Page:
Look, no one’s even calling for a ban on all guns. You could still have your shot guns, rifles and hand pistols. Gun owners will still be able to hunt and protect their households, it just won’t be as easy as walking into a local gun shop to buy an AR-15, should someone who’s had a bad day choose to shoot a large number of people.

Banning assault weapons won’t stop the gun violence in America, but it seems like a rational first step to impeded the damage that’s inflicted by one who’s attempting to administer a maximum amount of harm. It would be one action that let’s our children know we did something for their safety to show them their loved more than automatic weapons.

“It is not only for what we do that we are held responsible, but also for what we do not do.”
Moliere

BOOKS FOR PRISONERS!

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“I am currently an inmate in a Federal Prison serving my 13th year of a 45-year sentence! If I can find peace and happiness in this type of environment… How is it that people in the ‘free’ world can’t? What is it that I know or what woke me up? I’ve been asked these questions thousands of times and now, following a conversation I had with an inmate, who’s asked these and more, I’m ready to share my thoughts on what I’ve learned with YOU!”

~Eddie K. Wright, Author

One of my goals is to be able to donate my books to prisons all over the country!  Until I am able to support that concept, my publisher has agreed to ship books directly to prisoners in the US at the publishers cost plus shipping.  Please send an email with shipping information including inmate number to mwrightgroup@gmail.com.  My publisher will send you an invoice.

Thank you,

Eddie
#eddiekwright
#voiceforthesilentfathers
#gangsterturnedguru
#fathersonrelationships
#parentingbehindbars
#unconditionallove
#inmateauthors
#blackauthors
#mwrightgroup

Open letter to the father I used to be!

Eddie K. Wright

Referenced Article:  Father Reportedly Refused To Claim Orlando Shooting Victim’s Body Because He Was Gay.

From: WRIGHT, EDDIE

Jun 26, 2016, 1:06 PM

When I first sat down to write this post, right after reading this article about a father who refused to claim his son’s body after he was killed in the Orlando Massacre at club Pulse, my outrage, anger, and disgust for this father who was causing more hurt and pain to his son’s family and friends was clear in my explicit word expression because…..I was mad as hell.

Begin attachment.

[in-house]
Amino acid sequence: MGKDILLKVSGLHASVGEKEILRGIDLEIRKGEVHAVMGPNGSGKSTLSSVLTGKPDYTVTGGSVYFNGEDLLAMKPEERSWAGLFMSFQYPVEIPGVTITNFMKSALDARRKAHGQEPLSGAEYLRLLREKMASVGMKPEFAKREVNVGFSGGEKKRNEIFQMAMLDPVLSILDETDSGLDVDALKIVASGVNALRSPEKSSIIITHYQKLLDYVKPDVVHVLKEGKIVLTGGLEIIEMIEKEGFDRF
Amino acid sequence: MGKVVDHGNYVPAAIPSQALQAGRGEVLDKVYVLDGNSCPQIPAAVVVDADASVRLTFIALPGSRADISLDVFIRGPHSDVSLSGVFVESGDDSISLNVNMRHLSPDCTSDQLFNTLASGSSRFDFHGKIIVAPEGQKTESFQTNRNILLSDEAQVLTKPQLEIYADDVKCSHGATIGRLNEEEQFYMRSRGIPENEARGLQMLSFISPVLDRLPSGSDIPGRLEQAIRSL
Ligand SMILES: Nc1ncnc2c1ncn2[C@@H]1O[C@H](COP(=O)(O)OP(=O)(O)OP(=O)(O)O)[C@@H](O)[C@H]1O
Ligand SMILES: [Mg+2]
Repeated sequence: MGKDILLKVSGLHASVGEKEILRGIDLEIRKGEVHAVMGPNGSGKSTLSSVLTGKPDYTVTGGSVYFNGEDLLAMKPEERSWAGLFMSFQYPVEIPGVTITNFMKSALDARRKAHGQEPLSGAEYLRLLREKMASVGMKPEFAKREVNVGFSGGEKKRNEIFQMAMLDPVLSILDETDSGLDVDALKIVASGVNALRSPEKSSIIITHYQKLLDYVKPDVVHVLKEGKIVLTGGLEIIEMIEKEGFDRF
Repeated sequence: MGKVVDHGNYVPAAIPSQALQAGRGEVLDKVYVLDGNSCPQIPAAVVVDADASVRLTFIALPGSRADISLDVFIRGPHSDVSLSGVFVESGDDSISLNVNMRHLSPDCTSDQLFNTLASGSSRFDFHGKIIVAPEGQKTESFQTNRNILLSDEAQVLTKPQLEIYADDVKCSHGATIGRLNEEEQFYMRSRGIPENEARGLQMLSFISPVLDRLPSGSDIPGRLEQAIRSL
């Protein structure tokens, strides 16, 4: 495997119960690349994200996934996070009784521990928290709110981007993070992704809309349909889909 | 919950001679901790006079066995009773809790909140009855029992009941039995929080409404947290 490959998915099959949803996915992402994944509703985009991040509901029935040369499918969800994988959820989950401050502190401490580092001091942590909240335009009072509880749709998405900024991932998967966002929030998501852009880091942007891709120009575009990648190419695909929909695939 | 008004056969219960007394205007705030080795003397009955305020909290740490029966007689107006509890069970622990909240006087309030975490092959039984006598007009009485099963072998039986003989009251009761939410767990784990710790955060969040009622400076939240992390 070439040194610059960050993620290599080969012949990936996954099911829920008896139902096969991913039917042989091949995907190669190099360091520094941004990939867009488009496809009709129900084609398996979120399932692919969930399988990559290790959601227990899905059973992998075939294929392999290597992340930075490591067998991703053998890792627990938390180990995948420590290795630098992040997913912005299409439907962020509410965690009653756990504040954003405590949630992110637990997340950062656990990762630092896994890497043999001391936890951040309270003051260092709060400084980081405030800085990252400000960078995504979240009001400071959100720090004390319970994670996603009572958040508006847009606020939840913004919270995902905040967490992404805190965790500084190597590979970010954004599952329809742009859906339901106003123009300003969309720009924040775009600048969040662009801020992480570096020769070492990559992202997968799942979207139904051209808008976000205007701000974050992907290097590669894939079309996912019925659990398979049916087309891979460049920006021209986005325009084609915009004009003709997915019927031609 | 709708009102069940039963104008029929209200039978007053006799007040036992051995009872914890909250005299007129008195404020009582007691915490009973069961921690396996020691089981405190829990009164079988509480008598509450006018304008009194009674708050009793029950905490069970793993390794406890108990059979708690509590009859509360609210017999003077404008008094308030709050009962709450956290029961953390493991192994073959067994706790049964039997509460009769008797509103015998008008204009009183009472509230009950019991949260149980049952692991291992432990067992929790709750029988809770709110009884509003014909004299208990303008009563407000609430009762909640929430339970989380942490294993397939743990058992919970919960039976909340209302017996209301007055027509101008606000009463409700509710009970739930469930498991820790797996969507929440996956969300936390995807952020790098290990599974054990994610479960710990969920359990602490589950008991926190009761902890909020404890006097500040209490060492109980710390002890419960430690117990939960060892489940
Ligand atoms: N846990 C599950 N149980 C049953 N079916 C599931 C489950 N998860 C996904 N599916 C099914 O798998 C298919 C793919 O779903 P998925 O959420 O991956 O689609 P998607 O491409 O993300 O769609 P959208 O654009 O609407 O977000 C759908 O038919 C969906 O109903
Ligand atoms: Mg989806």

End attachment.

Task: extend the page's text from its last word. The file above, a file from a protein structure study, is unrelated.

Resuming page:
My blood was boiling as visions of a young mans body, alone in the morgue just waiting for his loved one’s to put him to rest flashed in my minds eye. I was livid and had to step away from what I was writing when I noticed how upset it made me.

I went and got a fresh cup of…

View original post 573 more words

YOU asked for it! Here it is!

#1 Best Seller Cover

Author Eddie K Wright’s Amazon #1 Best Seller “Gangster Turned Guru Presents: A Day in the Life With Coffee and Paradise” IN PAPERBACK for ONLY $9.99

Intro:
I am currently an inmate in a Federal Prison serving my 12th year of a 45-year sentence! If I can find peace and happiness in this type of environment… How is it that people in the ‘free’ world can’t? What is it that I know or what woke me up? I’ve been asked these questions thousands of times and now, following a conversation I had with an inmate, who’s asked these and more, I’m ready to share my thoughts on what I’ve learned with YOU!

https://www.amazon.com/dp/198050315X/ref=cm_sw_r_cp_api_HtvOAbZ63KZ2D

Temecula Bookwoms Interview

img_8391CLICK TO LISTEN:. Temecula Bookworms Interview

Feb 18, 2018 at 1:22 PM

I want to thank Temecula Bookworms for reading “Voice for the Silent Fathers”. With every new reader, I feel like I’ve made a new friend and I hope the feeling is the same.

1. In your book, you identify disassociation as your coping mechanism before coming to acceptance. What created the shift?

My disassociation or my detachment ended when I came to the point when I was really doing my own personal evaluation of who I am. When the suicide situation came into play, knowing that homosexual teens have the highest suicide rate, my son’s sexuality meant nothing to me. All I wanted was for him to live. I didn’t have the answers to how I would deal with his gayness, but death is final, you can’t come back from that.

2. Once you decided to accept your sons’ lifestyle how did you move towards a relationship with him and what was his initial response?